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Online businesses need to understand new laws on cookies

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Small firms with an online presence are being urged to review their use of website cookies in the light of new EU laws.

Large numbers of websites use cookies – small files – to help visitors navigate the various pages. Cookies carry out such jobs as remembering log-in details and payment details, and analysing the browsing patterns of users.

They work by storing a piece of code on to a website visitor’s computer which allows the website to recall and identify that visitor the next time they click on.

However, recent changes to the EU Privacy and Electronic Communications Regulations mean that websites must first obtain the visitor’s permission before installing a cookie on their computer. Before May this year, visitors were required to opt out of receiving cookies.

Businesses that breach the law could be fined as much as £500,000.

But the Information Commissioners’ Office, (ICO) which is the body charged with regulating online rules, has said that there is a degree of leeway allowed by the new legislation.

Should the ICO receive a complaint about non-consent cookie use on a UK website, it will give the owners of the site up to 12 months in which to make the necessary amendments.

The regulatory body has laid out a simple plan to help businesses decide if their websites are likely to infringe the new rules.

They should check what type of cookies they use. They should judge how intrusive the cookies are. And they should decide how to best obtain consent from users.

This last could involve a pop-up message that provides an opt-in option when someone visits, or allowing visitors to make various choices about the way in which they navigate a site.

Christopher Graham, the Information Commissioner, commented: “I have said all along that the new EU rules on cookies are challenging. It would obviously ruin some users’ browsing experience if they needed to negotiate endless pop ups – and I am not saying that businesses have to go down that road.

“Equally, I have to remember that this law has been brought in to give consumers more choice about what companies know about them. That’s why I’m taking a common sense approach that takes both views into account. 

“Browser settings giving individuals more control over cookies will be an important contributor to a solution. But the necessary changes to the technology aren’t there yet. In the meantime, although there isn’t a formal transitional period in the Regulations, the government has said they don’t expect the ICO to enforce this new rule straight away. So we’re giving businesses and organisations up to one year to get their house in order.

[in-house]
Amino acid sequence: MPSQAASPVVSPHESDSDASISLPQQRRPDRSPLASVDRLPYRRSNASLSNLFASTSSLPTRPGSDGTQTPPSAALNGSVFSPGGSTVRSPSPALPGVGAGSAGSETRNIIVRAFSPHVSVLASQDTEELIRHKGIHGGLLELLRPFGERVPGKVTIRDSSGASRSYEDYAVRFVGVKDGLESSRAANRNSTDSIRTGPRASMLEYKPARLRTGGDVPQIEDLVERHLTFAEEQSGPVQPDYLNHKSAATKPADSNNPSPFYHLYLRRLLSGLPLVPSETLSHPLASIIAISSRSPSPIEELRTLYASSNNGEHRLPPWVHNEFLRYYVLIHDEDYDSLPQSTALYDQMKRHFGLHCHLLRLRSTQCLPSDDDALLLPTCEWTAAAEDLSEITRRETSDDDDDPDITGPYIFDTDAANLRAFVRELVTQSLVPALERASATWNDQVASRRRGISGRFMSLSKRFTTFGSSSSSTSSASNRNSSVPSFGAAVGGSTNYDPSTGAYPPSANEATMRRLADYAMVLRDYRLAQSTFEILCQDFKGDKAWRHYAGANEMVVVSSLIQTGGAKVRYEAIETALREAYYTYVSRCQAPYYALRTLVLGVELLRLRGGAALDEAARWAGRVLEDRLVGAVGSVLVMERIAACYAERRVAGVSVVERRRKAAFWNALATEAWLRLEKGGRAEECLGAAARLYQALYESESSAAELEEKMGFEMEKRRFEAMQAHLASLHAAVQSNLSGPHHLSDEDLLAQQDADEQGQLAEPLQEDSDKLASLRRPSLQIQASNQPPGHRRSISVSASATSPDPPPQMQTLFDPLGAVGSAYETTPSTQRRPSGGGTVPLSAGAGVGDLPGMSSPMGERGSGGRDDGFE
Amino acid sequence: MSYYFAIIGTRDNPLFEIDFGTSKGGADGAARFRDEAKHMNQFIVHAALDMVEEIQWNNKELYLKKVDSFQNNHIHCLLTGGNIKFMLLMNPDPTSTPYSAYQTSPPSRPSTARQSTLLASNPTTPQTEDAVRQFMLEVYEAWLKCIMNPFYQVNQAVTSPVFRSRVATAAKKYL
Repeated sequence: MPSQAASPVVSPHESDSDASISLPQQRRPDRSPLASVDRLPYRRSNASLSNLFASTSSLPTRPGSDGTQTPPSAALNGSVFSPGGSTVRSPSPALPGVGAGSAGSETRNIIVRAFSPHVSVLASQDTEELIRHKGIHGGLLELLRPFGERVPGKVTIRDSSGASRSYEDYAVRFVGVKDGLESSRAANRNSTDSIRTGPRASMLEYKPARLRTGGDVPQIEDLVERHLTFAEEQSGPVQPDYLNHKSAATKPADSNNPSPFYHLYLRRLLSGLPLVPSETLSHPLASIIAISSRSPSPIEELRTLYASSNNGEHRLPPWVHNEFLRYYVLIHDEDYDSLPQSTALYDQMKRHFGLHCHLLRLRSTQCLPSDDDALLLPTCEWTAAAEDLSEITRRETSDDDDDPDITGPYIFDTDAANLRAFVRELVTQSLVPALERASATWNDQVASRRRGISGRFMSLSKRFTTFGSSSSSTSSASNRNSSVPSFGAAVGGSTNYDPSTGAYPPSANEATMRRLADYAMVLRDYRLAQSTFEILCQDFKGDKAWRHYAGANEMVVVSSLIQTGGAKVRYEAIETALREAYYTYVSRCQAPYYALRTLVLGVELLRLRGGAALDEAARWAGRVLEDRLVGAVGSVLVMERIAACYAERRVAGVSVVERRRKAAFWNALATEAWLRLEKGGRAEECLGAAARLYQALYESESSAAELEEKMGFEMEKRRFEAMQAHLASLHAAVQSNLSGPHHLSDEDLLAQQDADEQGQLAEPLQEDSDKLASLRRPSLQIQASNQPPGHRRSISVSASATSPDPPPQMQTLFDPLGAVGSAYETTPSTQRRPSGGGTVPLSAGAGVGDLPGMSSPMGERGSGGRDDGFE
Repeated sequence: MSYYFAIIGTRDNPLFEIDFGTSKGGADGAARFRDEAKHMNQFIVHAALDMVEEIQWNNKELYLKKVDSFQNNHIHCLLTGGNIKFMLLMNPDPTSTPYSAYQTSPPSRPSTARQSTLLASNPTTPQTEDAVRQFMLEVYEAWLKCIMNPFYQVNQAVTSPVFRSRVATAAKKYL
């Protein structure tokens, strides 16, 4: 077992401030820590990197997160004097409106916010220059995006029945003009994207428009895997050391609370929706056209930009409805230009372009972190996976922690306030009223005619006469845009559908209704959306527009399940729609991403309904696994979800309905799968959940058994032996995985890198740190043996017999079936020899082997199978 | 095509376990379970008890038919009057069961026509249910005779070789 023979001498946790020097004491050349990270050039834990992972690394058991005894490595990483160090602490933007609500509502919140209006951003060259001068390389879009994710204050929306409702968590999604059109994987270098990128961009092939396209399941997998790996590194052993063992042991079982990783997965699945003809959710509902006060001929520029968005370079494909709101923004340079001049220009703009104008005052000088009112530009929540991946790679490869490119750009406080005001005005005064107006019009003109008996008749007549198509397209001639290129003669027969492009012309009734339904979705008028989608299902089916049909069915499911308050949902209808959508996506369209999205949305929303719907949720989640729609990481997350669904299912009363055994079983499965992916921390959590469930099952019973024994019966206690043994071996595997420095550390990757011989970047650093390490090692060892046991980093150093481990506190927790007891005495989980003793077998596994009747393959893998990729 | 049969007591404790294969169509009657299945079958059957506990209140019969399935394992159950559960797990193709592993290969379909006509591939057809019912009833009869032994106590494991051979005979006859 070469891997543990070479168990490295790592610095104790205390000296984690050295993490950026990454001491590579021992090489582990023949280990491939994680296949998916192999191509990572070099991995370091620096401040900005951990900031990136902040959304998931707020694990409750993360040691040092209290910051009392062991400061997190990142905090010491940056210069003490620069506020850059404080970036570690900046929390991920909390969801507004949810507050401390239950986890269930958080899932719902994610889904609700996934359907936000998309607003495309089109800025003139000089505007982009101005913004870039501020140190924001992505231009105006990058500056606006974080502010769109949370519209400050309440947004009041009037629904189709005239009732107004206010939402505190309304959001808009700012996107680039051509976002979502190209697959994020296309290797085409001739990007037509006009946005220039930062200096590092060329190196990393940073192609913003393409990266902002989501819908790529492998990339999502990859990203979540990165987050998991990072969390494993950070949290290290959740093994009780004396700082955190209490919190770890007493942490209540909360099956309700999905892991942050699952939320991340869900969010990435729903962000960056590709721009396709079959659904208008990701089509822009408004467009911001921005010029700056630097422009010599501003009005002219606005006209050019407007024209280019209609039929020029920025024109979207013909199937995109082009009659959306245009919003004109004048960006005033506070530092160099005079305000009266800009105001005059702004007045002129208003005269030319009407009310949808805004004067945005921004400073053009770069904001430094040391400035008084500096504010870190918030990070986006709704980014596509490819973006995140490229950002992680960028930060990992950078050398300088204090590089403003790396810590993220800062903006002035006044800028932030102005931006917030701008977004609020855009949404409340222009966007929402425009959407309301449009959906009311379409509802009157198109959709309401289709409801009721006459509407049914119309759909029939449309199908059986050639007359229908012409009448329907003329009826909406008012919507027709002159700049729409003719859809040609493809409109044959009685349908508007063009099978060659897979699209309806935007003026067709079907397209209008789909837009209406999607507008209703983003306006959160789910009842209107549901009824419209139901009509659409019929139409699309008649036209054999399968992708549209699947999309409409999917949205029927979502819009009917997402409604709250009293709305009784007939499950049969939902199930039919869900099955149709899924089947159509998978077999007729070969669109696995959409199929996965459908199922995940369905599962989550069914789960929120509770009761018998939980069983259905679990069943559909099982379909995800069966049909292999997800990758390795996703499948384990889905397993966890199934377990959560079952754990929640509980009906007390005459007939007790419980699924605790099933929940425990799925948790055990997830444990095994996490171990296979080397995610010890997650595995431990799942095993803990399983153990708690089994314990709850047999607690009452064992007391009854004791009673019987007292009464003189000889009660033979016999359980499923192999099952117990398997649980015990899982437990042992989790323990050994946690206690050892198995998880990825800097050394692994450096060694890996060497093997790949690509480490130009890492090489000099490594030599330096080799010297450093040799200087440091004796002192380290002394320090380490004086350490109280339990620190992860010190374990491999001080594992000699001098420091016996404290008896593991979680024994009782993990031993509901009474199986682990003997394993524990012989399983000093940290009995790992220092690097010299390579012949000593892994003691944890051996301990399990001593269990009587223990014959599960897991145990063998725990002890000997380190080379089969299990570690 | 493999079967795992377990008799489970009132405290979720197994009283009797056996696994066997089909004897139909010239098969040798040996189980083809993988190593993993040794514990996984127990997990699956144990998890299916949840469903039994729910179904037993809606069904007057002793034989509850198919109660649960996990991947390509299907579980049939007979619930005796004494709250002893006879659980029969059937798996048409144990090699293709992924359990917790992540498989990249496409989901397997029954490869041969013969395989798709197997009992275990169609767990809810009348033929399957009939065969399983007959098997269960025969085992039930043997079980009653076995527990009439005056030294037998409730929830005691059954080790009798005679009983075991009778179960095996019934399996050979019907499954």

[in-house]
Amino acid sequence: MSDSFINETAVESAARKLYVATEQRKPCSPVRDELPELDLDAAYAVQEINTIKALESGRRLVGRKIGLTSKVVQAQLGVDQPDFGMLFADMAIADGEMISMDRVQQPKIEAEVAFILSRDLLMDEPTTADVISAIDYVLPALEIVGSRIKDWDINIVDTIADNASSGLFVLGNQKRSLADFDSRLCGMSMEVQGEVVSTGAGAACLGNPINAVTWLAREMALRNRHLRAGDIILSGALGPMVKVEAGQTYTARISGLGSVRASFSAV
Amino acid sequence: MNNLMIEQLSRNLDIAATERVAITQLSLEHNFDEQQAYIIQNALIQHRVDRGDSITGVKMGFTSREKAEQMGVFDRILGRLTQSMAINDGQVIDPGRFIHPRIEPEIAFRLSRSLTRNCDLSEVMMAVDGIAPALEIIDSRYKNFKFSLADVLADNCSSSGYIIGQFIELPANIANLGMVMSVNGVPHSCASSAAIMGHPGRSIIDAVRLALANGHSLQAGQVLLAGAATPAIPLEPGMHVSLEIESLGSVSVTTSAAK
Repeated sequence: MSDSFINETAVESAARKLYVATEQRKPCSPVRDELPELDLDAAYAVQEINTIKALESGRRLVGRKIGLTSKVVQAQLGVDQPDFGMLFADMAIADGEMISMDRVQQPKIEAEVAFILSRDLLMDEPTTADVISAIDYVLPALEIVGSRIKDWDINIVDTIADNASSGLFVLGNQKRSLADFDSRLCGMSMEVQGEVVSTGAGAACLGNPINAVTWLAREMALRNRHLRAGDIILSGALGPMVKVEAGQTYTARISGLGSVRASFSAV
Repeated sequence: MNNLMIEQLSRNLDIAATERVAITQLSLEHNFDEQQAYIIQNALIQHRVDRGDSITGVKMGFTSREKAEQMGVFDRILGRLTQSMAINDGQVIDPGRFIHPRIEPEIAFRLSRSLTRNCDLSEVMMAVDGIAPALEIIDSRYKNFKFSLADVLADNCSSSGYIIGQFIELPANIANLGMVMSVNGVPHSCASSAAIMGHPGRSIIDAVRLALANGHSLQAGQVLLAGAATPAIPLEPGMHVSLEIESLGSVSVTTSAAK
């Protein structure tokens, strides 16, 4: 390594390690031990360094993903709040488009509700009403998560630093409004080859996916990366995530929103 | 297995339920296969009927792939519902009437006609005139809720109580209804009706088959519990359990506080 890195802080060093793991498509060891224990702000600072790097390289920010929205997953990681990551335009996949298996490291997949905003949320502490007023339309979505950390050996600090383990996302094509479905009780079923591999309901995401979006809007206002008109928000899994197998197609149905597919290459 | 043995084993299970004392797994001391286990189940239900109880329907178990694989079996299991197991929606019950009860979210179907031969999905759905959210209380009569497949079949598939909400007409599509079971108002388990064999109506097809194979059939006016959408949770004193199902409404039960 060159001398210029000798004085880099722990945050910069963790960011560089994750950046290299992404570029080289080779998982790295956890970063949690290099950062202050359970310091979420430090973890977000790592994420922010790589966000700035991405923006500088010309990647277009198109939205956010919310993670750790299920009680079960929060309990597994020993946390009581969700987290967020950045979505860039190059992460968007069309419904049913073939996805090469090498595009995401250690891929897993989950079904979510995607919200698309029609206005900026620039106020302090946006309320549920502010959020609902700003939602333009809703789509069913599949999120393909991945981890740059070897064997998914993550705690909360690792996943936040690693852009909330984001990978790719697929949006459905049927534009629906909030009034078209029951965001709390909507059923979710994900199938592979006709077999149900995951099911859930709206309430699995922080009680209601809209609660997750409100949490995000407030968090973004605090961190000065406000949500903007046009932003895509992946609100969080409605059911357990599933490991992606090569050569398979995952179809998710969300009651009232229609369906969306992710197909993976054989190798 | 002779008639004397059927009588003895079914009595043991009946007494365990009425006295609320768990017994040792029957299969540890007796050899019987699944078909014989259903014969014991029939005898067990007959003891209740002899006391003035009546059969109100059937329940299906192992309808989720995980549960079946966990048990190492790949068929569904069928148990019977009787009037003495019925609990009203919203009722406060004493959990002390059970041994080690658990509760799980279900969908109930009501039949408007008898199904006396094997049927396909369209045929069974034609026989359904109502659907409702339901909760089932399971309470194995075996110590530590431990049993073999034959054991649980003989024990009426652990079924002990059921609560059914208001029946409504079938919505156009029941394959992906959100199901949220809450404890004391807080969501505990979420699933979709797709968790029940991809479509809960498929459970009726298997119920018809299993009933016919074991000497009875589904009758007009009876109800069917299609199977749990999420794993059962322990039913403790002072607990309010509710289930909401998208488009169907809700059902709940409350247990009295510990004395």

“This does not let everyone off the hook. Those who choose to do nothing will have their lack of action taken into account when we begin formal enforcement of the rules.”

One business group, the Forum of Private Business (FPB), believes that firms should look at how their websites function sooner rather than later.

Phil Orford, the FPB’s chief executive, said: “Previously, the rules surrounding the use of cookies meant that you were obliged to explain somewhere on your website how you used them and how visitors could stop your site from doing so, but that was it.

“Now, you won’t be able to put cookies on people’s computers without them consciously giving their consent for you to do so, even if it means your website might not work properly as a result. A business with a simple, non-interactive, two or three-page site shouldn’t be affected but if your website has a shopping basket function, remembers when a user has logged in, carries third party advertising or uses an analytics package, it is likely that it uses cookies to do so.

“Thankfully, the ICO has said it will give businesses up to a year to ‘get their house in order’ if it receives a complaint about them. But with the possibility of a £500,000 fine for those deemed to be flouting the law, it is advisable for any business owners who think they may be affected to assess their use of cookies now and make any changes necessary.”

More details on the rule changes can be found at: